Greg Cote

Whale-watching Riley better make sure Miami Heat keeps whale it already has

Hassan Whiteside will be spending his Sunday afternoon at the National YoungArts Foundation, just up the street from the downtown bayside arena, in an appearance to help support an NBA-sponsored national 3-on-3 basketball tournament swinging through Miami.

It’s where Whiteside will be a few days later that should worry the Heat.

In the wooing clutches of Dallas Mavericks owner Mark Cuban is where Whiteside will begin NBA free agency after it officially opens Friday. Miami Heat potentate Pat Riley calls keeping Whiteside “our No. 1 priority, period.” But it will be Cuban who will have the young center’s ear and attention first in trying to pry him away.

This might concern the Heat and its fans for a couple of reasons.

First, the intentions and mind-set of the mercurial Whiteside are impossible to know or read. Will he be loyal to the Heat for giving him his big chance after so many other teams did not? Or will he be all about the money in this first get-rich-quick opportunity of his career and life?

I mean, how will it play with Whiteside if Cuban and perhaps other suitors, reportedly including Portland, Golden State and the Los Angeles Lakers, are unequivocally offering max contracts while Riley is delicately trying to cajole him to stay for less in the quixotic dream of also landing his “whale,” Kevin Durant?

Second, that it’s Cuban with first dibs on Whiteside in free agency also is notable. Cuban does not like the Miami Heat. He remains convinced, 10 years later, that Miami stole the 2006 NBA Finals from Dallas.

ESPN recently asked Cuban to discuss that Finals and he would not, explaining, “You’re asking me for a root canal.” But earlier this year he said in an interview that ’06 “will go down in history as the worst-officiated Finals in the history of the game.”

It was during that Finals, you’ll recall, when Cuban screamed at then-commissioner David Stern after a game in Miami and was later fined $250,000 for “several acts of misconduct.”

Cuban and Dallas got their revenge in winning the 2011 NBA title over Miami in LeBron James’ first season here. Still, no psychology degree is required to imagine Cuban might feel added satisfaction to now also steal Riley’s “No. 1 priority, period,” from the franchise that caused him so much hurt and anger in 2006.

With Whiteside as the literal and figurative centerpiece, this figures to be a fascinating free agency period, again, for Miami and also league-wide.

The NBA keeps winning the offseason. It’s almost as if things don’t get really interesting until the Finals end.

Just in the past few days we have seen Derrick Rose traded to the Knicks, Serge Ibaka traded to the Magic, and a draft in which Ben Simmons went No. 1 overall to the 76ers.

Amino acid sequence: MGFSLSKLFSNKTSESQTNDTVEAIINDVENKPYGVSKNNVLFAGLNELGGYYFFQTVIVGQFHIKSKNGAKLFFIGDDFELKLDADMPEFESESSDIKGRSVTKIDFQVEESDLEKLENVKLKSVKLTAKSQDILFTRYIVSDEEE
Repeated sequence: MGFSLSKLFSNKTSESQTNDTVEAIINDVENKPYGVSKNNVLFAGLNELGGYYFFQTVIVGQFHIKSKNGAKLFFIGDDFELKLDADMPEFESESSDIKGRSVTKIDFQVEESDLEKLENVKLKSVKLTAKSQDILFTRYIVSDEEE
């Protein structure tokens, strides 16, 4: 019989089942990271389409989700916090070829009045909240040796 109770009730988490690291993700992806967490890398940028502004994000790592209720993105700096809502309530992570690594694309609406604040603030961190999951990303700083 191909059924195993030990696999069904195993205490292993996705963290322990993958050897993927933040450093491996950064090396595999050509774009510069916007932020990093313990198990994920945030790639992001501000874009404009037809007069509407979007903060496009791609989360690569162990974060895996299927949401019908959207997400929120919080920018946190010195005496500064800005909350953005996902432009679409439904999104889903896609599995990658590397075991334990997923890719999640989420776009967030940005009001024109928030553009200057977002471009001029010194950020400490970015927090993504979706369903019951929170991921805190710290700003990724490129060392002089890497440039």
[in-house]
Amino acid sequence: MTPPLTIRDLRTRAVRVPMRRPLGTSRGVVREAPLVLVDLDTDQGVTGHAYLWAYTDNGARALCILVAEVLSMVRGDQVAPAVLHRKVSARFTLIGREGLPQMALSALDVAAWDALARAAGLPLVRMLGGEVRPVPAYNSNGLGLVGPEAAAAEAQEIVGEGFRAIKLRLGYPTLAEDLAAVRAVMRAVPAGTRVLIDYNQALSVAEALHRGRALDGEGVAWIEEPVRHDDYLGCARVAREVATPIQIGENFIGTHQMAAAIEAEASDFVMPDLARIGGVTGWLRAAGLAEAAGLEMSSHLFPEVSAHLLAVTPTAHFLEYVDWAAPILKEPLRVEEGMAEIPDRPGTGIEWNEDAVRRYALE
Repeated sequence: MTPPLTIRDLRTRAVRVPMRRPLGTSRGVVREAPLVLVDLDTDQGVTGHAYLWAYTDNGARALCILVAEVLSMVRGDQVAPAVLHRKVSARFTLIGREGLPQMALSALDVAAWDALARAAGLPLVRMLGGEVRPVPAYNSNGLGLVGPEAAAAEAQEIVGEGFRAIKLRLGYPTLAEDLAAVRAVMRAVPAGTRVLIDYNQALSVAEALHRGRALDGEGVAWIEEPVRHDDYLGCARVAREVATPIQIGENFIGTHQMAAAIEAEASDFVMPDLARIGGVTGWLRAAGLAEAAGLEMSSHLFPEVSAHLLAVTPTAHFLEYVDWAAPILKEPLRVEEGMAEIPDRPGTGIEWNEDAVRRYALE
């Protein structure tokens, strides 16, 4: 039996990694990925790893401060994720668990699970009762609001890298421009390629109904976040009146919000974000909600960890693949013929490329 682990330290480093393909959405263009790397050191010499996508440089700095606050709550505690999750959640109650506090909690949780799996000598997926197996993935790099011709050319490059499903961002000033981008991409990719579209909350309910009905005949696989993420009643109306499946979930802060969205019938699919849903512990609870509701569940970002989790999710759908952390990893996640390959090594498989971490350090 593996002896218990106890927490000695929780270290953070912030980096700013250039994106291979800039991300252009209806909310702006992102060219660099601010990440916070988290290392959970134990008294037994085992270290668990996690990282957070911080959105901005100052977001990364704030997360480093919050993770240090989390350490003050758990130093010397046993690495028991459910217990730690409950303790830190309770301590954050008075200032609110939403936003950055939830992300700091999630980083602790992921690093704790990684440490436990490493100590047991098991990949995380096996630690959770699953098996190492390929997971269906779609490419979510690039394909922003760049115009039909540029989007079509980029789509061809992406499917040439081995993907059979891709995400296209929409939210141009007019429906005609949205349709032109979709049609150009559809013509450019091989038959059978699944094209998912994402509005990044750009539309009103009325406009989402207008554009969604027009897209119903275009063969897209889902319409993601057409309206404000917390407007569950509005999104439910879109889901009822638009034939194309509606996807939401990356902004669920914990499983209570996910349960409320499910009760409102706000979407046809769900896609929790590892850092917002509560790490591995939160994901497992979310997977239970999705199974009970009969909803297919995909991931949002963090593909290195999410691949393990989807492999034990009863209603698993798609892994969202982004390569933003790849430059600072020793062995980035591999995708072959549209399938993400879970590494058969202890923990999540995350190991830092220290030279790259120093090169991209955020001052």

Now it’s about ratchet up as the Durant sweepstakes begin and we see the ripple effect of that on cities such as Miami, whose Heat — although a long-shot — is reportedly among the teams that will be granted a meeting with him.

LeBron is a pending free agent, too, of course, and wasn’t it Stephen A. Smith who reported James might consider a return to Miami if Cleveland won the NBA championship? Yes. But the very day of the championship parade this week LeBron stated, “I love it here in Cleveland. I have no intentions of leaving. That’s right from the horse’s mouth.”

Then again, “no intentions” leaves wiggle room. Intentions can change. Besides, LeBron remaining in Cleveland is not nearly as much fun as the speculation he might try to assemble an all-friends super team, perhaps joining buddy Chris Paul with the Los Angeles Clippers and bringing along Carmelo Anthony (and maybe Dwyane Wade, too) just for fun.

This free agency season will have been anticlimactic indeed if both James stays put and Durant ultimately decides to remain in Oklahoma City. But imagine if LeBron did form that all-friends super team and Durant signed with Golden State?

Those are seismic moves other sports cannot duplicate. Only in the NBA can the uniform change of generational superstars instantly alter the landscape of the league.

Back in Miami, there is little doubt that Wade, a pending free agent again, again will remain a Heat lifer. Nothing but humidity is a greater constant in Miami than Wade on the roster.

The Heat has the salary-cap money to re-sign both Whiteside and Wade. Almost nobody thinks Miami can keep both and also get into a negotiating room with Durant. But all that counts is if the big-dreaming Riley thinks it.

The dilemma and risk: That if Riley tries to get Whiteside on the cheap or asks him to be patient and withhold a decision in a long-shot pursuit of his whale Durant, Miami could end up seeing both prizes sign elsewhere.

It would be prudent for Riley to concede that landing Durant isn’t plausible, and instead shift the franchise focus unequivocally to fending off Cuban and other suitors and re-signing Whiteside to a max contract.

The question is whether Riley, the wonderfully audacious deal closer still dreaming of his whale, is capable of being prudent and safe.

Riley insisted Whiteside is the Heat’s “No. 1 priority, period.”

Almost time to prove it.